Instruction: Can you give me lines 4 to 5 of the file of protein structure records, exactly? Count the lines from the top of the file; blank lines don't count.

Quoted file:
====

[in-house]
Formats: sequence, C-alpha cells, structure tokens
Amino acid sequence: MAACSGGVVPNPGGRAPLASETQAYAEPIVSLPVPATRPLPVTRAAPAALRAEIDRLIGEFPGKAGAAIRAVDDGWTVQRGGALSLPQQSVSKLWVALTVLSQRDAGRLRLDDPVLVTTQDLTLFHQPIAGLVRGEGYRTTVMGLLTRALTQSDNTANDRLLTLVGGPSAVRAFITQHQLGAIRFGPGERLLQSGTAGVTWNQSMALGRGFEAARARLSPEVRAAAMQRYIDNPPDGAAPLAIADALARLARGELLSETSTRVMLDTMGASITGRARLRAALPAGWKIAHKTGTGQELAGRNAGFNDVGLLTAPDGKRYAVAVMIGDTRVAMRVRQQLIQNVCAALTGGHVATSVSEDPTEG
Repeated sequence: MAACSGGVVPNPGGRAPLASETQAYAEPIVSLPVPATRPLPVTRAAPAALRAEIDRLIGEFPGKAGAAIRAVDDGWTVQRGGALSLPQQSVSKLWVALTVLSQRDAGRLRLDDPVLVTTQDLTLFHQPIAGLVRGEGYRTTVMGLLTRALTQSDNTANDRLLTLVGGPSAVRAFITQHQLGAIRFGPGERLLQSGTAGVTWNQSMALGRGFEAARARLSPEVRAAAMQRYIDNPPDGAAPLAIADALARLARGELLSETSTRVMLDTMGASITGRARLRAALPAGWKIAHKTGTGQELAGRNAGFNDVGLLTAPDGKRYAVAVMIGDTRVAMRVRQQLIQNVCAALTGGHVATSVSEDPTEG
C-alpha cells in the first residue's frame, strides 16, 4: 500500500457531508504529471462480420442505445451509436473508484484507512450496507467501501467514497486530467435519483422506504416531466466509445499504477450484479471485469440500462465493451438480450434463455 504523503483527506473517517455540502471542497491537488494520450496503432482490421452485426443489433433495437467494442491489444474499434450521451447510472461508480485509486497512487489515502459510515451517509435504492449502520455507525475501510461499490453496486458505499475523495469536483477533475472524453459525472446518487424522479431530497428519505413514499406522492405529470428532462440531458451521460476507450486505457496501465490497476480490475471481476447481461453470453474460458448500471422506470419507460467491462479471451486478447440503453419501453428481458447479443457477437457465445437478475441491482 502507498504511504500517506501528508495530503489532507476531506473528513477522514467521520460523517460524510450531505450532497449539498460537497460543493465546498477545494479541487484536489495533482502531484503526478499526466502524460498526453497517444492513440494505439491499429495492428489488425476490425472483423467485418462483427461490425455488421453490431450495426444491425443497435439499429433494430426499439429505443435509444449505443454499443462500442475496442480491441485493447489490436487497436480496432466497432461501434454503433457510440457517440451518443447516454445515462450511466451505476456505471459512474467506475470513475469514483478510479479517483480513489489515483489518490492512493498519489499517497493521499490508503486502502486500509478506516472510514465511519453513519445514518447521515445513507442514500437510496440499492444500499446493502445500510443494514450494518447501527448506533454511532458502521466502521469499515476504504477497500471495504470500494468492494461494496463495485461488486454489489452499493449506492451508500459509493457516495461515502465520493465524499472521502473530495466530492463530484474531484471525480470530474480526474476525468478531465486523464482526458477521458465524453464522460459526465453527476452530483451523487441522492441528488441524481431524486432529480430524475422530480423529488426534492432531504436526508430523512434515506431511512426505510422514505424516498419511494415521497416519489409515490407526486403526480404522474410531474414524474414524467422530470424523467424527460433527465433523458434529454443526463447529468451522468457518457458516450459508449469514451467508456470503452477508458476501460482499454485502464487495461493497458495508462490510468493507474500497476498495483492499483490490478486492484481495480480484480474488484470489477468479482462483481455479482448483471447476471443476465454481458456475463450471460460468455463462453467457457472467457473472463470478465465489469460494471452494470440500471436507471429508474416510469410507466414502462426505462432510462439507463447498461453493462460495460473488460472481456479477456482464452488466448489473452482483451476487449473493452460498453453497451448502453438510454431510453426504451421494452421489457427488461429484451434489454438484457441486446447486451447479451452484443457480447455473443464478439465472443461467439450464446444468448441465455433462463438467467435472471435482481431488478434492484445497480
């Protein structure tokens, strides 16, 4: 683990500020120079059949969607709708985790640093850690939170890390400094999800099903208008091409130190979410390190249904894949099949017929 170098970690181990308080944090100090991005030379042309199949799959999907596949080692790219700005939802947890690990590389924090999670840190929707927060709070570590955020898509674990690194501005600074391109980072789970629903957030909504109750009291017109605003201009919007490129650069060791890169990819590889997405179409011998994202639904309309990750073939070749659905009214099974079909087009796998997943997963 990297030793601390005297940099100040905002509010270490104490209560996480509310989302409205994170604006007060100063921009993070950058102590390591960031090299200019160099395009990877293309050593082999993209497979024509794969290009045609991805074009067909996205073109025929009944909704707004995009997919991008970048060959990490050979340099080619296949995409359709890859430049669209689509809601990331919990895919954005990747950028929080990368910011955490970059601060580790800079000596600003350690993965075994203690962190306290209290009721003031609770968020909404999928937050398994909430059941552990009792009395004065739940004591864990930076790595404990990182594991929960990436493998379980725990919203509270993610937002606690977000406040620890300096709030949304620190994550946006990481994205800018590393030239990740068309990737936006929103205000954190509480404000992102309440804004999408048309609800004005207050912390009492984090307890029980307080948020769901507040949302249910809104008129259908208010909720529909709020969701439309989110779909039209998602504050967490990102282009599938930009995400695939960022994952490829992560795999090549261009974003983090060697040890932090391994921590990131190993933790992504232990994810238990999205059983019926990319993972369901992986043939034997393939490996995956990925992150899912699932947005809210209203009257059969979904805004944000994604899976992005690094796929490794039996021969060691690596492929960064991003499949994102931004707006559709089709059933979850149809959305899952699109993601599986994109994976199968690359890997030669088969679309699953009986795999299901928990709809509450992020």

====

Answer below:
Repeated sequence: MAACSGGVVPNPGGRAPLASETQAYAEPIVSLPVPATRPLPVTRAAPAALRAEIDRLIGEFPGKAGAAIRAVDDGWTVQRGGALSLPQQSVSKLWVALTVLSQRDAGRLRLDDPVLVTTQDLTLFHQPIAGLVRGEGYRTTVMGLLTRALTQSDNTANDRLLTLVGGPSAVRAFITQHQLGAIRFGPGERLLQSGTAGVTWNQSMALGRGFEAARARLSPEVRAAAMQRYIDNPPDGAAPLAIADALARLARGELLSETSTRVMLDTMGASITGRARLRAALPAGWKIAHKTGTGQELAGRNAGFNDVGLLTAPDGKRYAVAVMIGDTRVAMRVRQQLIQNVCAALTGGHVATSVSEDPTEG
C-alpha cells in the first residue's frame, strides 16, 4: 500500500457531508504529471462480420442505445451509436473508484484507512450496507467501501467514497486530467435519483422506504416531466466509445499504477450484479471485469440500462465493451438480450434463455 504523503483527506473517517455540502471542497491537488494520450496503432482490421452485426443489433433495437467494442491489444474499434450521451447510472461508480485509486497512487489515502459510515451517509435504492449502520455507525475501510461499490453496486458505499475523495469536483477533475472524453459525472446518487424522479431530497428519505413514499406522492405529470428532462440531458451521460476507450486505457496501465490497476480490475471481476447481461453470453474460458448500471422506470419507460467491462479471451486478447440503453419501453428481458447479443457477437457465445437478475441491482 502507498504511504500517506501528508495530503489532507476531506473528513477522514467521520460523517460524510450531505450532497449539498460537497460543493465546498477545494479541487484536489495533482502531484503526478499526466502524460498526453497517444492513440494505439491499429495492428489488425476490425472483423467485418462483427461490425455488421453490431450495426444491425443497435439499429433494430426499439429505443435509444449505443454499443462500442475496442480491441485493447489490436487497436480496432466497432461501434454503433457510440457517440451518443447516454445515462450511466451505476456505471459512474467506475470513475469514483478510479479517483480513489489515483489518490492512493498519489499517497493521499490508503486502502486500509478506516472510514465511519453513519445514518447521515445513507442514500437510496440499492444500499446493502445500510443494514450494518447501527448506533454511532458502521466502521469499515476504504477497500471495504470500494468492494461494496463495485461488486454489489452499493449506492451508500459509493457516495461515502465520493465524499472521502473530495466530492463530484474531484471525480470530474480526474476525468478531465486523464482526458477521458465524453464522460459526465453527476452530483451523487441522492441528488441524481431524486432529480430524475422530480423529488426534492432531504436526508430523512434515506431511512426505510422514505424516498419511494415521497416519489409515490407526486403526480404522474410531474414524474414524467422530470424523467424527460433527465433523458434529454443526463447529468451522468457518457458516450459508449469514451467508456470503452477508458476501460482499454485502464487495461493497458495508462490510468493507474500497476498495483492499483490490478486492484481495480480484480474488484470489477468479482462483481455479482448483471447476471443476465454481458456475463450471460460468455463462453467457457472467457473472463470478465465489469460494471452494470440500471436507471429508474416510469410507466414502462426505462432510462439507463447498461453493462460495460473488460472481456479477456482464452488466448489473452482483451476487449473493452460498453453497451448502453438510454431510453426504451421494452421489457427488461429484451434489454438484457441486446447486451447479451452484443457480447455473443464478439465472443461467439450464446444468448441465455433462463438467467435472471435482481431488478434492484445497480